Information Notice 2000-08: Inadequate Assessment of the Effect of Differential Temperatures on Safety- Related Pumps

WASHINGTON, D.C. 20555-0001

May 15, 2000



All holders of operating licenses for nuclear power reactors.


The U.S. Nuclear Regulatory Commission (NRC) is issuing this information notice to inform addressees of the potential for differential temperature conditions to affect the operability of safety-related pumps. It is expected that recipients will review the information for applicability to their facilities and consider actions, as appropriate, to avoid similar problems. However, suggestions contained in this information notice are not NRC requirements; therefore, no specific action or written response is required.

Description of Circumstances

The following describes two events that appear to have been caused by inadequate engineering design assessment of the effect of differential temperatures on safety-related pumps.

Arkansas Nuclear One, Unit 1 (ANO-1)

In 1992, the licensee for ANO-1 implemented a design change to replace the cast iron inboard and outboard bearing housings on the low-pressure injection/decay heat removal (LPI/DHR) pumps with stainless steel for improved service water corrosion resistance. The LPI/DHR system is designed to remove decay heat from the core and sensible heat from the reactor coolant system (RCS) during the last stages of a plant cooldown. It also provides a means of automatically injecting borated water into the reactor vessel for cooling the core in the event of a loss-of-coolant accident during power operation. During the September 1999 refueling outage, the licensee implemented a design change to increase the viscosity of the lubricating oil for the LPI/DHR pump bearings in order to reduce wear.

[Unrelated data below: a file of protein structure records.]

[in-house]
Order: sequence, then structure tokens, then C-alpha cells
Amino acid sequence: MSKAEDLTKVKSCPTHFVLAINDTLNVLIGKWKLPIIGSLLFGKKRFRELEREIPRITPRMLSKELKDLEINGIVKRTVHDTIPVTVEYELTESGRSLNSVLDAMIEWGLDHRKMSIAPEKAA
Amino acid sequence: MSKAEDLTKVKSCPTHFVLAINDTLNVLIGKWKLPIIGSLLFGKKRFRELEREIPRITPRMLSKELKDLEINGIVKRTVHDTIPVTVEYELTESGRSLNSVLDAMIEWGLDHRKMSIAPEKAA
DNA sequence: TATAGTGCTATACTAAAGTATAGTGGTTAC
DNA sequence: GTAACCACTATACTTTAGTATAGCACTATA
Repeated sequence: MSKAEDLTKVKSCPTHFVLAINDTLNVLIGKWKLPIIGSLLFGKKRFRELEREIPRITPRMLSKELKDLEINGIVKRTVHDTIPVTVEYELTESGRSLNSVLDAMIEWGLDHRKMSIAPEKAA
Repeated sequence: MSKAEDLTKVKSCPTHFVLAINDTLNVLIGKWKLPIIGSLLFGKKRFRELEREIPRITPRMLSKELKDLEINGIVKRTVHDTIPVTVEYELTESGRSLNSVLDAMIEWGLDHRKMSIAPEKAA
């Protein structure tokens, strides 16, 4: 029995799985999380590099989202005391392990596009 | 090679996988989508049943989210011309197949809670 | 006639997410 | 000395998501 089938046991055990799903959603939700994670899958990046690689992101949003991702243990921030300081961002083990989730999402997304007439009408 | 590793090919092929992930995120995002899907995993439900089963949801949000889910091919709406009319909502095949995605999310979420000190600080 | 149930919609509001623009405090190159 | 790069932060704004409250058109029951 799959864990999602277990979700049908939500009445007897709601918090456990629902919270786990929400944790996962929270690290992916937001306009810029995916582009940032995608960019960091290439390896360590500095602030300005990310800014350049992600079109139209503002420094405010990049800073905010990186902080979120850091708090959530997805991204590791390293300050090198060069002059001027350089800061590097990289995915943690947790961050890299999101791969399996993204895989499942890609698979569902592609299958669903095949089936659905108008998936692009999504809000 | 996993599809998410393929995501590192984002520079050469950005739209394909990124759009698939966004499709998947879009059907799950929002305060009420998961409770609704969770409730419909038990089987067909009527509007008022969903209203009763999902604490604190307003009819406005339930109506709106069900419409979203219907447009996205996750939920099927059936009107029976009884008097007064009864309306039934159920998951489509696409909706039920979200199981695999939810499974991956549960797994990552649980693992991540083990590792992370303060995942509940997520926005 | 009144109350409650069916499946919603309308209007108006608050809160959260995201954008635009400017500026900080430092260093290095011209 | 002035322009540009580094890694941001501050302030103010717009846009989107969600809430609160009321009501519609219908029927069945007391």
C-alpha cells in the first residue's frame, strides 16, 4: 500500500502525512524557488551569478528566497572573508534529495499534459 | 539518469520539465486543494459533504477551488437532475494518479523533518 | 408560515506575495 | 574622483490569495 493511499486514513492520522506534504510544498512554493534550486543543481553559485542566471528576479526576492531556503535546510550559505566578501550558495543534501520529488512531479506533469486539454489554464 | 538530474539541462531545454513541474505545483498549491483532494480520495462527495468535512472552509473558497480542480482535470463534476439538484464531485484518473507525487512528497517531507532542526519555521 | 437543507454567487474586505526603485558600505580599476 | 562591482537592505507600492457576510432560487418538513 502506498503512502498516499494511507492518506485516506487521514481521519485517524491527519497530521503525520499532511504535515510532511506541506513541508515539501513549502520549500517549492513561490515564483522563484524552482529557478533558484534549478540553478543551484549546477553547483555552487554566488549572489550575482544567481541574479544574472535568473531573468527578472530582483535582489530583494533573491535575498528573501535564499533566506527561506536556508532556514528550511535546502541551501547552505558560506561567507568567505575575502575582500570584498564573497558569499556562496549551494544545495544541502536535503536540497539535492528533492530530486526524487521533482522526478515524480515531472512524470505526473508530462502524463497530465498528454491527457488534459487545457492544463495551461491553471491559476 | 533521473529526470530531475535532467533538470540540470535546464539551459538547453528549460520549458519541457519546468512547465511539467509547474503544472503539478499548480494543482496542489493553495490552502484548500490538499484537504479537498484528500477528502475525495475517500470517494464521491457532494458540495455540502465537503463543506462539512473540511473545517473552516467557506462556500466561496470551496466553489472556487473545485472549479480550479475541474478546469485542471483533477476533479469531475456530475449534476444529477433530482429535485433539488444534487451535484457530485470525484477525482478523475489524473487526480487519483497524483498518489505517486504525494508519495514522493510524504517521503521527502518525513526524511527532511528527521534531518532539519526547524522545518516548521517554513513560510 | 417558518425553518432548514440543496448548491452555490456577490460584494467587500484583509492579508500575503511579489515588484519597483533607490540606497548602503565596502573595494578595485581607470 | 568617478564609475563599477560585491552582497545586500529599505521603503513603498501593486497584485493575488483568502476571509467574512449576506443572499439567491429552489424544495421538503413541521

On February 5, 2000, ANO-1 began cooling down the plant in preparation for entering a maintenance outage to install replacement parts on the "D" reactor coolant pump anti-rotation device. When the RCS temperature had been reduced to 280°F and the pressure had been reduced to 240 psig, the "A" LPI/DHR pump was placed in service for decay heat removal. After 52 minutes, the licensee was forced to secure the "A" LPI/DHR pump when the inboard bearing temperature reached approximately 160°F. The licensee then placed the "B" LPI/DHR pump in service for DHR but stopped it after 16 minutes due to a high inboard bearing temperature. The licensee tested both pumps by recirculating water from the borated water storage tank and noted that the bearing temperatures remained stable at approximately 80°F. During this test the pumped fluid, the borated water, was at ambient temperature. Upon switching the "B" pump suction back to the RCS, the bearing temperature again rose to approximately 160°F. In this instance the pumped fluid, the RCS water, was at a temperature of approximately 250°F.